In terms of the security of specific payment methods, the market has come a long way in recent years.
Credit Cards
Credit cards are among the payment means considered safest for online transactions - and it's no wonder they are, as they are covered by so many regulations, including PSD2 in Europe as we mentioned earlier, as well as the Fair Credit Billing Act in the US.
eWallets are also known to offer tight security, as their payment flow doesn't involve sharing the user's bank data with the merchant and their gateway.
Direct Debits
Direct debits are another top safe means, chosen widely in Europe especially for recurring sums.
At the end of the list, wire transfers are sometimes associated with fraud risk, as the parties' identities aren't
checked quite as thoroughly as they are for other payment methods.

Popular Online Payment Methods Globally

Popular Online Payment Methods Globally

Not having access to their preferred shopping methods is one of shoppers' pet peeves, and they may abandon their carts in hordes if this condition isn't met. As a merchant, you want the shopper's experience to be up to their expectations, so you need to address this preference for a localized cart with the right payment methods.

Some payment options are a must all over the world, given their large usage rate.

Credit and debit cards
Credit and debit cards
Bank transfers
Bank transfers
Prepaid cards
Prepaid cards
Other payment methods show a marked preference only in specific geographies, so you must know your market in order to increase conversion rates there.
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  • Netherlands: iDEal
  • Russia: Qiwi, Yandex, MIR, WebMoney
  • France: CarteBleue
  • Turkey: Credit cards with installments
  • USA: Credit cards
  • Brazil: Boleto Bancario
  • China: AliPay, WeChat
  • Japan: Konbini, JCB
Download this Free Solution Brief for a deep dive into the 45+ payment methods and 100 display and billing currencies supported out of the box by 2Checkout!

Have You Considered Mobile Payments?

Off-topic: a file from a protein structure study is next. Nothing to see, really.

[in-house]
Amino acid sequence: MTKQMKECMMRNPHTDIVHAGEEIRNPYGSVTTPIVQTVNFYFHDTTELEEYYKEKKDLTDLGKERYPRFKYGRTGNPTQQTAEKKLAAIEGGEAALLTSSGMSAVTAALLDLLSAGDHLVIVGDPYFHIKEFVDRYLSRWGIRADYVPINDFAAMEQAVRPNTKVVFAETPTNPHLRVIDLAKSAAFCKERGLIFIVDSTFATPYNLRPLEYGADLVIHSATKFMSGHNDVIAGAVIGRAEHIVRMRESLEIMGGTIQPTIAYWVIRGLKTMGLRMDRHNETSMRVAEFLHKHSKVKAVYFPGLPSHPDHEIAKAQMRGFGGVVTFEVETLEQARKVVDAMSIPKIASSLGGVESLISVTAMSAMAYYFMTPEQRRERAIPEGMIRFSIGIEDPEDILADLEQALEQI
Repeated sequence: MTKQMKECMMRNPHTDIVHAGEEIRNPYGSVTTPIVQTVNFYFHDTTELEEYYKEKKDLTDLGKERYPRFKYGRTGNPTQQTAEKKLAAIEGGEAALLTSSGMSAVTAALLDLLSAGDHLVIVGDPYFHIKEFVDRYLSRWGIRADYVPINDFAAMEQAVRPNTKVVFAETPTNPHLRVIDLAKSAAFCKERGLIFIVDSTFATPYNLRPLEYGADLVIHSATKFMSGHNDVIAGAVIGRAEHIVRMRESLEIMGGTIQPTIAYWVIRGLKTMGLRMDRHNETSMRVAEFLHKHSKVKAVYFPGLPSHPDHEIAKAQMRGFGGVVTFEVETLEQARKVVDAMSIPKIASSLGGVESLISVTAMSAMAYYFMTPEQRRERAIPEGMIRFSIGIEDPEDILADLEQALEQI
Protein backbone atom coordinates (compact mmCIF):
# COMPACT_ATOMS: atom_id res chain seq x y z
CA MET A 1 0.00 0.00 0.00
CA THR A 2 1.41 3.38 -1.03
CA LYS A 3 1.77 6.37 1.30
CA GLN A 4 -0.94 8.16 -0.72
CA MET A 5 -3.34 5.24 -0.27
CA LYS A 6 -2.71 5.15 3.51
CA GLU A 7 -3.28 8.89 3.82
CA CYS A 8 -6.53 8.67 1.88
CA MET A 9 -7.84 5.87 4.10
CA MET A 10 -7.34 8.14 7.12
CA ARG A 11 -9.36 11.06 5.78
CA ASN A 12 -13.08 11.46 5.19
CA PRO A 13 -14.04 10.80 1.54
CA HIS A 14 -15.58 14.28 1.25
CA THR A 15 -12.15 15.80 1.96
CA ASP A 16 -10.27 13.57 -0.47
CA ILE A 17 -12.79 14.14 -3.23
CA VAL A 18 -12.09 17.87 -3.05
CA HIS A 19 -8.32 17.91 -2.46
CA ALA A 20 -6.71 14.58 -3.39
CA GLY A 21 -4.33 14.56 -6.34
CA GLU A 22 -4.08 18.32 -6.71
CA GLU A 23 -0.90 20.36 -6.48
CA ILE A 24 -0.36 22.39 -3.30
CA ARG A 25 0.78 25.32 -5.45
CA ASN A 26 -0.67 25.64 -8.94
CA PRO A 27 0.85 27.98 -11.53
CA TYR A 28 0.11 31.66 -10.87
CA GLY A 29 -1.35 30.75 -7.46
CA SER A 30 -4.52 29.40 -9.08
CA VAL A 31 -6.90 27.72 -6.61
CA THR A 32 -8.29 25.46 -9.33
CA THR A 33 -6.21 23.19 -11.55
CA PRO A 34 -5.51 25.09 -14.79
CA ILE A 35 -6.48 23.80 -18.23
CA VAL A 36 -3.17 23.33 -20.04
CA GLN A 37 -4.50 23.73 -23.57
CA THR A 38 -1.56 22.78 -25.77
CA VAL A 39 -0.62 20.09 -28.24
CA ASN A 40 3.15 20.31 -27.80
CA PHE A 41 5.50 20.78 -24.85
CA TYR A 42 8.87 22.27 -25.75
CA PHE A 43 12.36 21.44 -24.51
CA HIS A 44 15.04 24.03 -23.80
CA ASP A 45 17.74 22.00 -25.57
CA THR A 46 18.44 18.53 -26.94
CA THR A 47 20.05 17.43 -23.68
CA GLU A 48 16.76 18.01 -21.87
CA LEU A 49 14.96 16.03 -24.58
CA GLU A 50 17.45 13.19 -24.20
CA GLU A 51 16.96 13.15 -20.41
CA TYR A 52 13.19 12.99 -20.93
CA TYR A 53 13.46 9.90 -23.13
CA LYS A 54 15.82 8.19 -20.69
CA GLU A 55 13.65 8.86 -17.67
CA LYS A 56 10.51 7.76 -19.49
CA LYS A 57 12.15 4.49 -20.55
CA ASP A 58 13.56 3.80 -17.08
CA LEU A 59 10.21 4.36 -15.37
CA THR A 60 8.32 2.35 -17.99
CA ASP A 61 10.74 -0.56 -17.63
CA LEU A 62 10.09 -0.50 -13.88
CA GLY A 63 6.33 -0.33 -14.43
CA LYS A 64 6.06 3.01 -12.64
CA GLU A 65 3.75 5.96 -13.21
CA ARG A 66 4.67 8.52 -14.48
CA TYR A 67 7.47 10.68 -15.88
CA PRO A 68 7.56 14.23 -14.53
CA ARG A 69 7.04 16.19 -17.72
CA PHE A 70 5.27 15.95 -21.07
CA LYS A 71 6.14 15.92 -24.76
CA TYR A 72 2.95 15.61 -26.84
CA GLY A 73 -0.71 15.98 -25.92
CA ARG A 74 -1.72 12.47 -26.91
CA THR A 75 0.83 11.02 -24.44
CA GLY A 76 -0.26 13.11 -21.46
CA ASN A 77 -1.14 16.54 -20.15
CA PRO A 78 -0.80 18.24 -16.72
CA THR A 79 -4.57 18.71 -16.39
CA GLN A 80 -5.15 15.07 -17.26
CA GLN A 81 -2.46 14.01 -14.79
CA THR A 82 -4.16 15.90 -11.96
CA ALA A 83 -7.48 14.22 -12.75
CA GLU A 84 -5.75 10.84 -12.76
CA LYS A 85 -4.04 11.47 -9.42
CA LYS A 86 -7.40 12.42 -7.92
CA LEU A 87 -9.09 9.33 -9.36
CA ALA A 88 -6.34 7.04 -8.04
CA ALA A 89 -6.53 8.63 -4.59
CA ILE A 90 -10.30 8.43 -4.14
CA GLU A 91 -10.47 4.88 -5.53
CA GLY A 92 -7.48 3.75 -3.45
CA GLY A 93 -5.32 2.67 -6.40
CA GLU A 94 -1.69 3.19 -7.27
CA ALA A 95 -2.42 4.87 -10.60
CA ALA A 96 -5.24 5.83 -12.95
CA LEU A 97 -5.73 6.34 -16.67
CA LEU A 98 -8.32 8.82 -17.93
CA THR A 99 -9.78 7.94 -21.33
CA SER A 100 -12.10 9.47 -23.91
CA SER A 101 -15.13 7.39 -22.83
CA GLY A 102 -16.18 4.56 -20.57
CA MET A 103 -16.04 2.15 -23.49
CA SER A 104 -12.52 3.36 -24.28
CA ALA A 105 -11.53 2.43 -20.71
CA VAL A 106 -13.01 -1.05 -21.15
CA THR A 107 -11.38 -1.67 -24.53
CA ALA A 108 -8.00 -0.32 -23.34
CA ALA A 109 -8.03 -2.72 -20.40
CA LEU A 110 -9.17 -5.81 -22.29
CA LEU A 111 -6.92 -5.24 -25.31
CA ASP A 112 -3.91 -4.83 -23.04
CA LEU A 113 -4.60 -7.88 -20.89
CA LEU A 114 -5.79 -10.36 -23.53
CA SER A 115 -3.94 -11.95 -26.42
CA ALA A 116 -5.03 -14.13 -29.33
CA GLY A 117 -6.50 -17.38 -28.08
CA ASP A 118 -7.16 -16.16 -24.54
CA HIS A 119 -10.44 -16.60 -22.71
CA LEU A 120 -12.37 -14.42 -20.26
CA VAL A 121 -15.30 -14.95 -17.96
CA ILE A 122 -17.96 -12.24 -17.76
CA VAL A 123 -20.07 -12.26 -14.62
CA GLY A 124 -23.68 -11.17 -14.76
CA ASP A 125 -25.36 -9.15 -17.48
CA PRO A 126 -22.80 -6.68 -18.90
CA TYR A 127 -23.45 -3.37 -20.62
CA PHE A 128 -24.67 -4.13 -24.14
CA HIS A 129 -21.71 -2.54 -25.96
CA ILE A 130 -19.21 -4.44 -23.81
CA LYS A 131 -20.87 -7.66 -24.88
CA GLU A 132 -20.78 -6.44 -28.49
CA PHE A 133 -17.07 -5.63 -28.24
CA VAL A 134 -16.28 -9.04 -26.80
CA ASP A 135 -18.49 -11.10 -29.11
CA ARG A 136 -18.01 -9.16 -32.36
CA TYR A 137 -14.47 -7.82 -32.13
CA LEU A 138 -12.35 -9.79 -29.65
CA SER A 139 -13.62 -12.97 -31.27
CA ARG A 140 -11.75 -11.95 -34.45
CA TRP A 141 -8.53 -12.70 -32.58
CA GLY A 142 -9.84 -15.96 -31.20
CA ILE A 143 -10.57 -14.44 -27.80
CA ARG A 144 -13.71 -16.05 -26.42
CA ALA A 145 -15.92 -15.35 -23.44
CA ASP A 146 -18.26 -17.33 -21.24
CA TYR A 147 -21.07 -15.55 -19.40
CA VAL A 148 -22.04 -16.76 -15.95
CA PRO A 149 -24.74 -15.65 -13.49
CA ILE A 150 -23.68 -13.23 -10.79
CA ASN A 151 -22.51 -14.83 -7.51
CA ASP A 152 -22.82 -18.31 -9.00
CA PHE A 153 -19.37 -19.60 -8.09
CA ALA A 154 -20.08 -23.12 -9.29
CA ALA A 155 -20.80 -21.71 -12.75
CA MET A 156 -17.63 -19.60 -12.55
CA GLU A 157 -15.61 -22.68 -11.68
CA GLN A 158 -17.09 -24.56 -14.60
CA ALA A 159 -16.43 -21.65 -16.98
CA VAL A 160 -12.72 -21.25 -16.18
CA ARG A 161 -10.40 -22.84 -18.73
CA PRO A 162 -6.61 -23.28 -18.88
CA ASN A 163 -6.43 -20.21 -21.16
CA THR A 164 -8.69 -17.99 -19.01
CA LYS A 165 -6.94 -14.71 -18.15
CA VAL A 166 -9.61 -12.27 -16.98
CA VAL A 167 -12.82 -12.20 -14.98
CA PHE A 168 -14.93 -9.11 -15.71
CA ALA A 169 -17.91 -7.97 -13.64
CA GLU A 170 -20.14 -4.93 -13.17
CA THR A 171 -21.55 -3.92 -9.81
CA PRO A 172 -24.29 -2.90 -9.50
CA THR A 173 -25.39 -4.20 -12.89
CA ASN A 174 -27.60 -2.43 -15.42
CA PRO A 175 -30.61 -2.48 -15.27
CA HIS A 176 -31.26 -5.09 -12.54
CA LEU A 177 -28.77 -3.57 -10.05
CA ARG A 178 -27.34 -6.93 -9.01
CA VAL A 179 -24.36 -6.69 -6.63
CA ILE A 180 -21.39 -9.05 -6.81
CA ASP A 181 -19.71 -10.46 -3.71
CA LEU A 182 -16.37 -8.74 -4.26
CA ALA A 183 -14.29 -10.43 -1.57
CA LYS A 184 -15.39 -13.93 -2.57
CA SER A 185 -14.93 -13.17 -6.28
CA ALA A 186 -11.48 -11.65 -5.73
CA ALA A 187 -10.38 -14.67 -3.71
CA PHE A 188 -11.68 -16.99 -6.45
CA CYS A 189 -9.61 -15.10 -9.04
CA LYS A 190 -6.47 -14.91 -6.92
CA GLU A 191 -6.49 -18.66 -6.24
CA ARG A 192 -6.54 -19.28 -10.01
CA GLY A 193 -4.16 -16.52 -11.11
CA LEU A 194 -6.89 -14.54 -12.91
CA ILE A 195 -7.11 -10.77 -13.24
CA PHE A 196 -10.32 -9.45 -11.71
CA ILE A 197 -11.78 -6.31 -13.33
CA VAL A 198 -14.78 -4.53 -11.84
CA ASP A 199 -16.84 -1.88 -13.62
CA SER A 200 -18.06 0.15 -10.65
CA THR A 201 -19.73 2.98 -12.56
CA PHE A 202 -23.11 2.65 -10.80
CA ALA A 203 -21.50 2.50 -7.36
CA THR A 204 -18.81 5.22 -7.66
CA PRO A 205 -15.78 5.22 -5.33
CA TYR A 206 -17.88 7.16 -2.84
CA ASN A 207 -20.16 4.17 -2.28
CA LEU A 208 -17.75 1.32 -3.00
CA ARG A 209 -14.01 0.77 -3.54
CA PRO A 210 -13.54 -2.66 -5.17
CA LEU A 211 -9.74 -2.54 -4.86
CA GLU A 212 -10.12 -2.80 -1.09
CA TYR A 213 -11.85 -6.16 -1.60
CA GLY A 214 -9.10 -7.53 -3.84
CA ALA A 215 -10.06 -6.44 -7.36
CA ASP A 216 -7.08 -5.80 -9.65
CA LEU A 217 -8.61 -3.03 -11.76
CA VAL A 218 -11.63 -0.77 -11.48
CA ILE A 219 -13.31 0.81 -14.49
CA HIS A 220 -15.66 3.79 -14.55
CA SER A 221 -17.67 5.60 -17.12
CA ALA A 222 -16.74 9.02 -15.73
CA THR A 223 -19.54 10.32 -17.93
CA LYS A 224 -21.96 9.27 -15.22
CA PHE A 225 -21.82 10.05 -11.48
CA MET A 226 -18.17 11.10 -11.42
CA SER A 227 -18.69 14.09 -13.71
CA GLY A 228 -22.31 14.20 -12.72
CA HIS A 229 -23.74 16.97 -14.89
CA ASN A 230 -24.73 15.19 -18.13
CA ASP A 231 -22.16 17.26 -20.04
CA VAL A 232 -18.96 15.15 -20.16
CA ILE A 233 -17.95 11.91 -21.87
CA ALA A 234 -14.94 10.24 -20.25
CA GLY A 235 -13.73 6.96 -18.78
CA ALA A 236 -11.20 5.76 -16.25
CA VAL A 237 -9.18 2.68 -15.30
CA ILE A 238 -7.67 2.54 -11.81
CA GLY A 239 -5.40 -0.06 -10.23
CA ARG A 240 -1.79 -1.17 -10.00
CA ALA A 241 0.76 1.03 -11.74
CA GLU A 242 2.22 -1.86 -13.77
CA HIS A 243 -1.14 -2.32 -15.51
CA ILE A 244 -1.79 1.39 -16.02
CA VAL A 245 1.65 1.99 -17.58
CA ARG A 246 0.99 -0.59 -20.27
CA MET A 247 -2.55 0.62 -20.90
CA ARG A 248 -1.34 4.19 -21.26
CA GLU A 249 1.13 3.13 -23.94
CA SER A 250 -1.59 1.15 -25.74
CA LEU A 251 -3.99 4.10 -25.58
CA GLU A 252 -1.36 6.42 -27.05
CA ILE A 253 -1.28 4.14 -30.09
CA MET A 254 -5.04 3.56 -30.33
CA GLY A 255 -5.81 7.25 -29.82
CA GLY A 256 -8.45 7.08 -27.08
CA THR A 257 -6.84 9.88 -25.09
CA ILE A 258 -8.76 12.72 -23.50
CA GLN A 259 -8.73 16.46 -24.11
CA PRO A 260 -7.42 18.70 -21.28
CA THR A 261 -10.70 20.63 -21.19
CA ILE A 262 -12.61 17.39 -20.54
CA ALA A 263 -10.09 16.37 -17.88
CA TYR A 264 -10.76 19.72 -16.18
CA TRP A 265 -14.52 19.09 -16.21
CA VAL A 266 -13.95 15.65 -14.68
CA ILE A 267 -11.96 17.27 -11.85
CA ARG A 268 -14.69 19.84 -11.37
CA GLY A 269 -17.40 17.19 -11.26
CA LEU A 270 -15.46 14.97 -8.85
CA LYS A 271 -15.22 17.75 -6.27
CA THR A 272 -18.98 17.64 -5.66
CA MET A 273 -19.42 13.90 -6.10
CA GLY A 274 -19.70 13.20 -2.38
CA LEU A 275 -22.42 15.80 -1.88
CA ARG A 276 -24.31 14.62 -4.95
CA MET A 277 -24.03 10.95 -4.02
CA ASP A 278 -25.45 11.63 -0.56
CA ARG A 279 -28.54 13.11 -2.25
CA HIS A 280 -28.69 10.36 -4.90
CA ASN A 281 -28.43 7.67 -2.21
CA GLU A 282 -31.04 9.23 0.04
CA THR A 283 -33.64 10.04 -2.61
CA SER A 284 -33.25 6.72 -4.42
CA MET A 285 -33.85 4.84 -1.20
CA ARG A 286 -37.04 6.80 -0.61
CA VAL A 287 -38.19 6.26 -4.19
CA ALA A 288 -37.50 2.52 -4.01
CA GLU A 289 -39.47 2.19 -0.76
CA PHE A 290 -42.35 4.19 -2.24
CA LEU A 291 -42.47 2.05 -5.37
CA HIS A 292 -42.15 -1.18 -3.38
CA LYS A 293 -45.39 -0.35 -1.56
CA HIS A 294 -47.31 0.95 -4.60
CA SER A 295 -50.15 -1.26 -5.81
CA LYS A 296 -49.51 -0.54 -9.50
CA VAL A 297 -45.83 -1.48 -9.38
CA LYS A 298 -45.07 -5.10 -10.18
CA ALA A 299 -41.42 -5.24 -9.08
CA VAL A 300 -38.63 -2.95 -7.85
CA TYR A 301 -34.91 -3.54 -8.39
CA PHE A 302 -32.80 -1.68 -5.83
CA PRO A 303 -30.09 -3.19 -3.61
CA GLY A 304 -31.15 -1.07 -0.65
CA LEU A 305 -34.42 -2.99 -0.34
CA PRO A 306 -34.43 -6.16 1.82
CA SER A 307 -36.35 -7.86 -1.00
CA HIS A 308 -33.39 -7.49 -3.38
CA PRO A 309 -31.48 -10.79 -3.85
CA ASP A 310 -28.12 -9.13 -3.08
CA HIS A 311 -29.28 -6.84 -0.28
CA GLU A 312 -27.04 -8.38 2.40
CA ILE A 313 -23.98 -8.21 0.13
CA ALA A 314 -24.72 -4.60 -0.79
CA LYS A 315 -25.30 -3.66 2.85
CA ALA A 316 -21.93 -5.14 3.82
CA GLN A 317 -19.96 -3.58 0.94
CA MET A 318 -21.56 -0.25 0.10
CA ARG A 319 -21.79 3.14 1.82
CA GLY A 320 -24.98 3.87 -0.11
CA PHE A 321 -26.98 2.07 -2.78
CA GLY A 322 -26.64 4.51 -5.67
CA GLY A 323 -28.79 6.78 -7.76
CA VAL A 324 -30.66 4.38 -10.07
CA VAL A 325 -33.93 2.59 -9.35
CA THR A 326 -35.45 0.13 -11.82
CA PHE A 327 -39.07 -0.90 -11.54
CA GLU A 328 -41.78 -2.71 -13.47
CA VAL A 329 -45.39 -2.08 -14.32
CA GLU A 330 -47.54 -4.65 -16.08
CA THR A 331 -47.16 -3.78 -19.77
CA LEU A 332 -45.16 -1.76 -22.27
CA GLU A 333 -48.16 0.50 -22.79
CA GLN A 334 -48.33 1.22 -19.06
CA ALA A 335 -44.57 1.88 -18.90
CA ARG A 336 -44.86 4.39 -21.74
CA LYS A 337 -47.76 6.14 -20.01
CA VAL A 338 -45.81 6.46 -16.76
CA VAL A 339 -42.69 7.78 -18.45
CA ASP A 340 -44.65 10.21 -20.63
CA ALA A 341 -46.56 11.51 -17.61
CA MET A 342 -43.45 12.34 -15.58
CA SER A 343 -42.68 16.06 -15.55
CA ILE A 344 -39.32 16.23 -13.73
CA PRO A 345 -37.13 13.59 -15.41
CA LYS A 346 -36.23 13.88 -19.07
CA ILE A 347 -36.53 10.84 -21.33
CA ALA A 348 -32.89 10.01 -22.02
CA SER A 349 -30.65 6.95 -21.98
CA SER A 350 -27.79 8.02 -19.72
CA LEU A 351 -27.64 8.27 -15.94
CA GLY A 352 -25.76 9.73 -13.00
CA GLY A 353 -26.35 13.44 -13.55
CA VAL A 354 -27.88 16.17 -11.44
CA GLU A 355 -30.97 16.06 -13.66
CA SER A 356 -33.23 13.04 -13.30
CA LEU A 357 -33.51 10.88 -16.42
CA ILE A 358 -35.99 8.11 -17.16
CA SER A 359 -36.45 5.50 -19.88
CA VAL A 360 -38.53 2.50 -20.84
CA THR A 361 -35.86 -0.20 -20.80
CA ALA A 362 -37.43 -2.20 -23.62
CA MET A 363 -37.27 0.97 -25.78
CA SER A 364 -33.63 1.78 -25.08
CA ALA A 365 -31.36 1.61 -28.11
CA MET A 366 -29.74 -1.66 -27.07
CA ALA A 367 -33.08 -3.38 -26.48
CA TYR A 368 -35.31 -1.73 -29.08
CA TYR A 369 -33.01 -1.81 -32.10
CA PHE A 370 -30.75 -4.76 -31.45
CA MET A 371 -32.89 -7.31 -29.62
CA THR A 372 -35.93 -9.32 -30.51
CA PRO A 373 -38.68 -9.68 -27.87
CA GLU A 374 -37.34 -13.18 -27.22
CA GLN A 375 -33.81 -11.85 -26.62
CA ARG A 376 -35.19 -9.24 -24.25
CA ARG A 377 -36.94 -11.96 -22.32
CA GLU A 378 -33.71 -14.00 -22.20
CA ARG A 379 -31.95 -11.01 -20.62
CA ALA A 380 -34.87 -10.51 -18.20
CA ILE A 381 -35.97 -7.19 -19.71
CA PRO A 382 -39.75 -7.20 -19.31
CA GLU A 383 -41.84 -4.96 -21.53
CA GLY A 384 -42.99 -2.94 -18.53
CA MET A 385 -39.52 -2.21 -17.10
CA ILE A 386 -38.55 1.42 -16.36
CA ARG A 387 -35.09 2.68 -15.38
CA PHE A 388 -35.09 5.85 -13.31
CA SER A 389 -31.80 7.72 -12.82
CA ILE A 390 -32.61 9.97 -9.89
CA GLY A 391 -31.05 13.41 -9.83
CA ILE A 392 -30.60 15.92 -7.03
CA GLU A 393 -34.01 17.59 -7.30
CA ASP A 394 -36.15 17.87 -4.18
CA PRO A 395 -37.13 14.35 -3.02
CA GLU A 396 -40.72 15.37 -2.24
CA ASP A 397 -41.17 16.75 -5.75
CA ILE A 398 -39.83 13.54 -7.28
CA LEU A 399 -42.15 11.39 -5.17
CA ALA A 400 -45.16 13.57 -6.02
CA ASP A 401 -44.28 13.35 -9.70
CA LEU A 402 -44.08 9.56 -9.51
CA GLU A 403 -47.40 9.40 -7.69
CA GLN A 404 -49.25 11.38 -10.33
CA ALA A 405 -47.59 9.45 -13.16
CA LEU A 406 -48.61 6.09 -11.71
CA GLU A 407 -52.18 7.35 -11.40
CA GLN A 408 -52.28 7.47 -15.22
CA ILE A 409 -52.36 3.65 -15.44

Have You Considered Mobile Payments?

If your business isn't already taking advantage of mobile payments, you should consider what you are missing.

With five billion mobile users in the world, mobile payments offer a major opportunity for companies to reach new markets, increase sales, and even experiment with new technologies.

One of our most recent surveys shows that, while desktop purchasing remains in the lead, used by 82% of buyers, mobile is becoming a large and growing channel that merchants can't afford to ignore. Mobile is expected to account for nearly half of all retail eCommerce payments by the end of 2020.

Products by Searching Online

It's no wonder that mobile payments have become so beneficial to retailers. They put consumers first, letting shoppers do quick searches on mobile to find what they want and complete their purchase while in a buying mindset.

An impressive 78% of software and SaaS buyers find products by searching online, and many of those searches likely happen on mobile devices, so letting people buy in real-time can really ramp up conversion rates. Mobile payments let users buy what they need anytime, anywhere, right when they're thinking about it.

When creating your mobile strategy, keep in mind that mobile payments don't refer only to mobile wallets like Apple Pay or Google Pay. Mobile payments also include paying with a credit card on the mobile web.

Make sure you offer a good user experience that is simple and straightforward and also doesn't interfere with the ability to get info or make a purchase. Make sure that your mobile site or app loads quickly and always test your mobile purchase flow extensively, with real users, to ensure it presents no technical barriers to purchase.

Online Payment Charges

Online Payment Charges

As you would expect, online payment processing services aren't free, but when you know what to look for, the returns on your dollar are that much greater. In essence, the fees for an online transaction are usually a sum of the costs of all the parts charged by each player.

So, the payment processing fee doesn't just go out to your payment provider, it's split up between the middlemen in the chain.

The Acquiring Bank